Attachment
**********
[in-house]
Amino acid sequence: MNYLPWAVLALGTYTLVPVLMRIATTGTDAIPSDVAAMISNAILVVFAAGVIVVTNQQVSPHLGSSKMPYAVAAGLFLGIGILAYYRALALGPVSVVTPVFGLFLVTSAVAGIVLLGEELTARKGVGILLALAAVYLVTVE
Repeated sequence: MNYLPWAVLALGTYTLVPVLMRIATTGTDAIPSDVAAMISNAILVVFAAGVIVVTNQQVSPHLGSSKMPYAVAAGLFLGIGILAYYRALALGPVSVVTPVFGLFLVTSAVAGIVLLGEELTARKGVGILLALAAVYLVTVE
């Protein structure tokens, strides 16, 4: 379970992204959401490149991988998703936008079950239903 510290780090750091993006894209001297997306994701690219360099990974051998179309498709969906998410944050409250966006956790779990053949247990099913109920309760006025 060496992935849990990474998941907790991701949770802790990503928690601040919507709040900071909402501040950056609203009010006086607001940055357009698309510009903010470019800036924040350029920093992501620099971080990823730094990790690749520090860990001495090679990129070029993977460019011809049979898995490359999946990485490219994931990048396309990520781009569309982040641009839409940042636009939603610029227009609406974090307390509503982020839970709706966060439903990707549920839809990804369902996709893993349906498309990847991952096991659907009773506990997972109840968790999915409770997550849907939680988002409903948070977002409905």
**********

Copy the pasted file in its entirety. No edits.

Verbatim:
[in-house]
Amino acid sequence: MNYLPWAVLALGTYTLVPVLMRIATTGTDAIPSDVAAMISNAILVVFAAGVIVVTNQQVSPHLGSSKMPYAVAAGLFLGIGILAYYRALALGPVSVVTPVFGLFLVTSAVAGIVLLGEELTARKGVGILLALAAVYLVTVE
Repeated sequence: MNYLPWAVLALGTYTLVPVLMRIATTGTDAIPSDVAAMISNAILVVFAAGVIVVTNQQVSPHLGSSKMPYAVAAGLFLGIGILAYYRALALGPVSVVTPVFGLFLVTSAVAGIVLLGEELTARKGVGILLALAAVYLVTVE
């Protein structure tokens, strides 16, 4: 379970992204959401490149991988998703936008079950239903 510290780090750091993006894209001297997306994701690219360099990974051998179309498709969906998410944050409250966006956790779990053949247990099913109920309760006025 060496992935849990990474998941907790991701949770802790990503928690601040919507709040900071909402501040950056609203009010006086607001940055357009698309510009903010470019800036924040350029920093992501620099971080990823730094990790690749520090860990001495090679990129070029993977460019011809049979898995490359999946990485490219994931990048396309990520781009569309982040641009839409940042636009939603610029227009609406974090307390509503982020839970709706966060439903990707549920839809990804369902996709893993349906498309990847991952096991659907009773506990997972109840968790999915409770997550849907939680988002409903948070977002409905």